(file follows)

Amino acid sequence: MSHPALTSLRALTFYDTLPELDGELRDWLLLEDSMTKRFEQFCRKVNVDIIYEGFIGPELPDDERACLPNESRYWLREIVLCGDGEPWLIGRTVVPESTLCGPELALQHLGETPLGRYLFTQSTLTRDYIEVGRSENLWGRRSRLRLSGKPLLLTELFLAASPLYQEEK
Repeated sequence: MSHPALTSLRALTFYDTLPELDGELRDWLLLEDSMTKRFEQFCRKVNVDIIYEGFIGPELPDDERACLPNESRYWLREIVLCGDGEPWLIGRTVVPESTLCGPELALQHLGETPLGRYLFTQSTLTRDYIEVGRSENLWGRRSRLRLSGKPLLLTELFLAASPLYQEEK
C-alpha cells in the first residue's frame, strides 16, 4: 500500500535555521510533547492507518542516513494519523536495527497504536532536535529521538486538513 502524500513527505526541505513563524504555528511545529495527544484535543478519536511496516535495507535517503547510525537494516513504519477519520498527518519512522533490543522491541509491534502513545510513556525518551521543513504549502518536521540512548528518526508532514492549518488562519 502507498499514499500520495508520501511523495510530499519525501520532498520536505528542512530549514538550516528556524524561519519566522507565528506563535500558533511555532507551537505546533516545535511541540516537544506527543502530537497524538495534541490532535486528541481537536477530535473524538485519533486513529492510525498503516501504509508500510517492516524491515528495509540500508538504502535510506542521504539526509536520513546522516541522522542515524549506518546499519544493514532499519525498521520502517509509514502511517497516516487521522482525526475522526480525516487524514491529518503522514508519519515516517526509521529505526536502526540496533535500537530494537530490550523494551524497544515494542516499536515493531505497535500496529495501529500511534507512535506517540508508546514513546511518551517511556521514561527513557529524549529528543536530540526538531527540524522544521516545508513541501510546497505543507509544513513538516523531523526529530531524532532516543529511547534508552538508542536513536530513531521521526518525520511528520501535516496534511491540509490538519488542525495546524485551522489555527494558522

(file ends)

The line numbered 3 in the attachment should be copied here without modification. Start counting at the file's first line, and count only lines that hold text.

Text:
C-alpha cells in the first residue's frame, strides 16, 4: 500500500535555521510533547492507518542516513494519523536495527497504536532536535529521538486538513 502524500513527505526541505513563524504555528511545529495527544484535543478519536511496516535495507535517503547510525537494516513504519477519520498527518519512522533490543522491541509491534502513545510513556525518551521543513504549502518536521540512548528518526508532514492549518488562519 502507498499514499500520495508520501511523495510530499519525501520532498520536505528542512530549514538550516528556524524561519519566522507565528506563535500558533511555532507551537505546533516545535511541540516537544506527543502530537497524538495534541490532535486528541481537536477530535473524538485519533486513529492510525498503516501504509508500510517492516524491515528495509540500508538504502535510506542521504539526509536520513546522516541522522542515524549506518546499519544493514532499519525498521520502517509509514502511517497516516487521522482525526475522526480525516487524514491529518503522514508519519515516517526509521529505526536502526540496533535500537530494537530490550523494551524497544515494542516499536515493531505497535500496529495501529500511534507512535506517540508508546514513546511518551517511556521514561527513557529524549529528543536530540526538531527540524522544521516545508513541501510546497505543507509544513513538516523531523526529530531524532532516543529511547534508552538508542536513536530513531521521526518525520511528520501535516496534511491540509490538519488542525495546524485551522489555527494558522